Robert Rhodes James
Family and early life
He was born in India, the third son of Colonel William and Violet Rhodes James. His father's brother was M.R. James, of ghost-story fame, and the family had links to clergy, lawyers, diplomats, soldiers and sailors who had served across the British empire.
Two older brothers, William and Richard, served in Burma with the Gurkhas and later became schoolteachers. Richard produced several books, including Chindit which chronicled his wartime experiences. His sister, Iris, also became a writer, as an historian and translator of Gaelic and Assamese folk tales.
He married Angela Robertson in 1956 and they had four daughters.
He wrote his first book, a much-acclaimed biography of Lord Randolph Churchill, in 1959 whilst working as a Clerk of the House of Commons, the equivalent of Parliament's own internal civil service. He was a Clerk between 1955 and 1964, being promoted to Senior Clerk in 1961. He won the John Llewellyn Rhys Prize for his next book, An Introduction to the House of Commons. His following two books, a biography of Rosebery, and a reappraisal of the Gallipoli campaign, resulted in his being made a Fellow of All Souls College, Oxford, where he engaged in full-time research on the papers of J.C.C. Davidson between 1965 and 1968.
He then became Director of the Institute for the Study of International Organisation at the University of Sussex from 1968 to 1973, before working as Principal Officer in the Executive Office of the Secretary General of the United Nations, Kurt Waldheim. In 1970 he wrote a particularly influential revisionist biography of Winston Churchill for the years 1900-1939, arguing that there were substantial reasons why Churchill's judgement was questioned by his contemporaries. He also edited the definitive edition of Churchill's speeches, in eight volumes.
During his time in Parliament, he wrote two further highly-praised biographies, both of them 'official' works with exclusive access to private papers - a sympathetic biography of the Prime Minister Anthony Eden, and an account of the life of the maverick backbencher Robert Boothby.
He was elected to the House of Commons at a by-election in 1976 for the marginal seat of Cambridge, and held that seat until his retirement at the 1992 general election, despite a strong Social Democratic Party challenge in the seat in the 1983 and 1987 general elections. The seat was finally lost to Labour when he stood down.
A self-described moderate, 'One Nation' Tory, his views found little favour with Conservative leader Margaret Thatcher, and he came to resent his lack of promotion in Parliament, never progressing beyond being PPS at the Foreign Office, and dubbing his own political career "A study in failure", borrowing the subtitle of his Churchill biography.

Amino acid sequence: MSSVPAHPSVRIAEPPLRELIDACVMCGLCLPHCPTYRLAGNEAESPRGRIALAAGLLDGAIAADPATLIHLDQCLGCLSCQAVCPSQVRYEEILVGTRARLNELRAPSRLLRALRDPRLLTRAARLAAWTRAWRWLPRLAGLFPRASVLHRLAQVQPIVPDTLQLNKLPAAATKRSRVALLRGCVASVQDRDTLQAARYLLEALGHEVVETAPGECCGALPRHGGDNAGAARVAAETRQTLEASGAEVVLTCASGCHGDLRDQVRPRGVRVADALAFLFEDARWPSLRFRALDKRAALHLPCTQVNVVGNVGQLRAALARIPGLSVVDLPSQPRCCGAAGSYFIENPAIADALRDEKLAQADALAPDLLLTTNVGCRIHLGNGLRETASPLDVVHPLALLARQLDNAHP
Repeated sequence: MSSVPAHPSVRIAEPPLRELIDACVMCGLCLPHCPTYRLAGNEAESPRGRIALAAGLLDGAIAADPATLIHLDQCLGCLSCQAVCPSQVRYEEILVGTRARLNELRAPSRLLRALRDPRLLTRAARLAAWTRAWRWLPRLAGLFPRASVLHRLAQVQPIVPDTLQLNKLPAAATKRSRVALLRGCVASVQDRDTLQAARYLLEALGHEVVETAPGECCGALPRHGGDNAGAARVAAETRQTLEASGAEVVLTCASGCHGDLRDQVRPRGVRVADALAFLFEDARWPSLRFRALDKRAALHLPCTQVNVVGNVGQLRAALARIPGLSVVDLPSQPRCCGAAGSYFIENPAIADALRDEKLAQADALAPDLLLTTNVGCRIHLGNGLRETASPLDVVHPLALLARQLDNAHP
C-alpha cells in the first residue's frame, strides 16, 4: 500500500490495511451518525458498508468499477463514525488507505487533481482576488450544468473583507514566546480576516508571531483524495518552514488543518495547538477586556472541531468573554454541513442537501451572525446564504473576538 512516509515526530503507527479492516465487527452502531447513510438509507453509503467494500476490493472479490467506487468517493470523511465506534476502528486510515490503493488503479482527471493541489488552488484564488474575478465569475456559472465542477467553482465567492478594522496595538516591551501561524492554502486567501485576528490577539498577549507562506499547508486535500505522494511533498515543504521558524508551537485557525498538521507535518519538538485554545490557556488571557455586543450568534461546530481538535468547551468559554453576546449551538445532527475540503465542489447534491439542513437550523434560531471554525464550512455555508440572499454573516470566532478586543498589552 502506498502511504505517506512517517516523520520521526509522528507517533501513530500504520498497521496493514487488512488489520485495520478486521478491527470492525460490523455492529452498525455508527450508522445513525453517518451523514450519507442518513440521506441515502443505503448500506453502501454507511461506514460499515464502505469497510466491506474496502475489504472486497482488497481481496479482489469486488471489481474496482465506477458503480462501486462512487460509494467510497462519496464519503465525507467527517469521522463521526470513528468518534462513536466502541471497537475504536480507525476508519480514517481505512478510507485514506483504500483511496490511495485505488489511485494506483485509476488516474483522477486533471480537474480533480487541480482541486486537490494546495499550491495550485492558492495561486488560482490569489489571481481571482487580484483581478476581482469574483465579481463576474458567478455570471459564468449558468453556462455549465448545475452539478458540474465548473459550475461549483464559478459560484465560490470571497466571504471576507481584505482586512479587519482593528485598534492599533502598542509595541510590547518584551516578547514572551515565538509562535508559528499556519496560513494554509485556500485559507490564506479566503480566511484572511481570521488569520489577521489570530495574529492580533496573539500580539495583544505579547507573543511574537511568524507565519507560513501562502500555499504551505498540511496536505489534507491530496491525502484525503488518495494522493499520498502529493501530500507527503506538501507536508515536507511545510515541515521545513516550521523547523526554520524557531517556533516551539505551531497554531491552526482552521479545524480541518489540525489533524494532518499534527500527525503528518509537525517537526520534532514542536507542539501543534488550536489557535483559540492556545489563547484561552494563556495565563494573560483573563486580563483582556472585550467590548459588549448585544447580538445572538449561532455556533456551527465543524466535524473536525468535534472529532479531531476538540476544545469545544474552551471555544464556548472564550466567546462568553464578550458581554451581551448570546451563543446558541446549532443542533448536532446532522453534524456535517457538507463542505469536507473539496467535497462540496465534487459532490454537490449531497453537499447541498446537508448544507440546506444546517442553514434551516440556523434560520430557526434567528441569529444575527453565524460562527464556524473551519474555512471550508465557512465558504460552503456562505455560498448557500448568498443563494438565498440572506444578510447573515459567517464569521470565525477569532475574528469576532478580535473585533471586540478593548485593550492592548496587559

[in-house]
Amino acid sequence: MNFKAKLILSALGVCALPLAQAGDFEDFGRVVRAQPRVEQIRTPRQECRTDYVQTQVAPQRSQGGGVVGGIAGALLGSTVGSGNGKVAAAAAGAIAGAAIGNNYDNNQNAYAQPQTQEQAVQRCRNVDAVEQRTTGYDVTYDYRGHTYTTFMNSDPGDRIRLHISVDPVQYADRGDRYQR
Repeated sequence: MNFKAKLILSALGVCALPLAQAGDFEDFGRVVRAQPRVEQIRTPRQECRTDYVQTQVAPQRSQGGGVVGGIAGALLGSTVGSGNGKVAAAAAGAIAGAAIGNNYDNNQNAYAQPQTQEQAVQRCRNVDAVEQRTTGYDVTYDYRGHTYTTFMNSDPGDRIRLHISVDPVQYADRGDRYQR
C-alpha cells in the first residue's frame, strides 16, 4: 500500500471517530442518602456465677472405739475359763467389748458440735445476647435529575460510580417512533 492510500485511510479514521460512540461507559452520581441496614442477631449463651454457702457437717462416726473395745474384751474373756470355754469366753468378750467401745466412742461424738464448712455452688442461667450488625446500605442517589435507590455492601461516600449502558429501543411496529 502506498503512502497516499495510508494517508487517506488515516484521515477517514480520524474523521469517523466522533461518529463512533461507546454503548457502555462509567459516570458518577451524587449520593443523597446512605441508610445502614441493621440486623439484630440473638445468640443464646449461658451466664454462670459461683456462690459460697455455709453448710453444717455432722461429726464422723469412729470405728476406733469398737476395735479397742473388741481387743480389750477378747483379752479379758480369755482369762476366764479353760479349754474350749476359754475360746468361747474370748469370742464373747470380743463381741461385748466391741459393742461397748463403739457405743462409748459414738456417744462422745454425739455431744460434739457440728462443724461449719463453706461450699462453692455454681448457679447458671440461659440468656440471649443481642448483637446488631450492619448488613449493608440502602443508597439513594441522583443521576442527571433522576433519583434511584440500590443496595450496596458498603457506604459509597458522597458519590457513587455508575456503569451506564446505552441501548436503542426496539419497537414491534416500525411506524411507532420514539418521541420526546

In March 2013, certain documents were released from Margaret Thatcher's private archive, among them a note from the Government Chief Whip to the Secretary of State for Foreign and Commonwealth Affairs. The document described prevailing attitudes among a list of current Tory MPs. It described him as 'hopelessly defeatist, depressed and disloyal'.
After he stood down from Parliament, he lobbied unsuccessfully for a peerage, and held several visiting professorships at American universities. He died in 1999.
- Lord Randolph Churchill (1959)
- Introduction to the House of Commons (1961)
- Rosebery, ABiography of Archibald Philip, Fifth Earl of Rosebery (1964)
- Gallipoli (1965)
- (ed.) Chips: The Diaries of Sir Henry Channon (1967, edited by)
- Standardization and Common Production of Weapons in NATO (1967)
- Suez Ten Years After (1967, contributor)
- Essays from Divers Hands (1967, contributor)
- Memoirs of a Conservative: J.C.C. Davidson's memoirs and papers, 1910–37 (1969, edited by)
- (ed.) Churchill: Four Faces and the Man (1969, contributor)
- Churchill: A Study in Failure, 1900–1939 (1970)
- Staffing the United Nations Secretariat (1970)
- United Nations (1970)
- International Administration (1971, contributor)
- Ambitions and Realities; British Politics, 1964–70 (1972)
- (ed.) Winston S. Churchill: His Complete Speeches 1897–1963 (1974, edited by, and in eight volumes)
- The Prime Ministers, volume II (1975, contributor)
- The British Revolution: British Politics, 1880–1939 (1976, originally published in two volumes, later reprinted as one volume)
- Victor Cazalet: A Portrait (1976)
- Britain's Role in the United Nations (1977)
- Albert, Prince Consort: A Biography (1983)
- Anthony Eden (1986)
- Robert Boothby: A Portrait of Churchill's Ally (1991)
- Henry Wellcome (1994)
- A Spirit Undaunted: the political role of George VI (1998)
- Robert Rhodes James was the nephew of the M.R. James noted as an author of ghost stories.
- His brother Richard Rhodes James fought under Orde Wingate in Burma, and wrote an account of it, entitled Chindit.
- Obituary, The Guardian, May 22, 1999.
- Obituary, The Independent, May 24, 1999.
- Obituary, The Old Sedbergh Club, May 1999.
- Obituary, Australia/Israel and Jewish Affairs Council, July 1999.
- Hansard 1803–2005: contributions in Parliament by Robert Rhodes James
- Obituary of Richard Rhodes James, The Guardian, January 2, 2013
|Parliament of the United Kingdom|
|Member of Parliament for Cambridge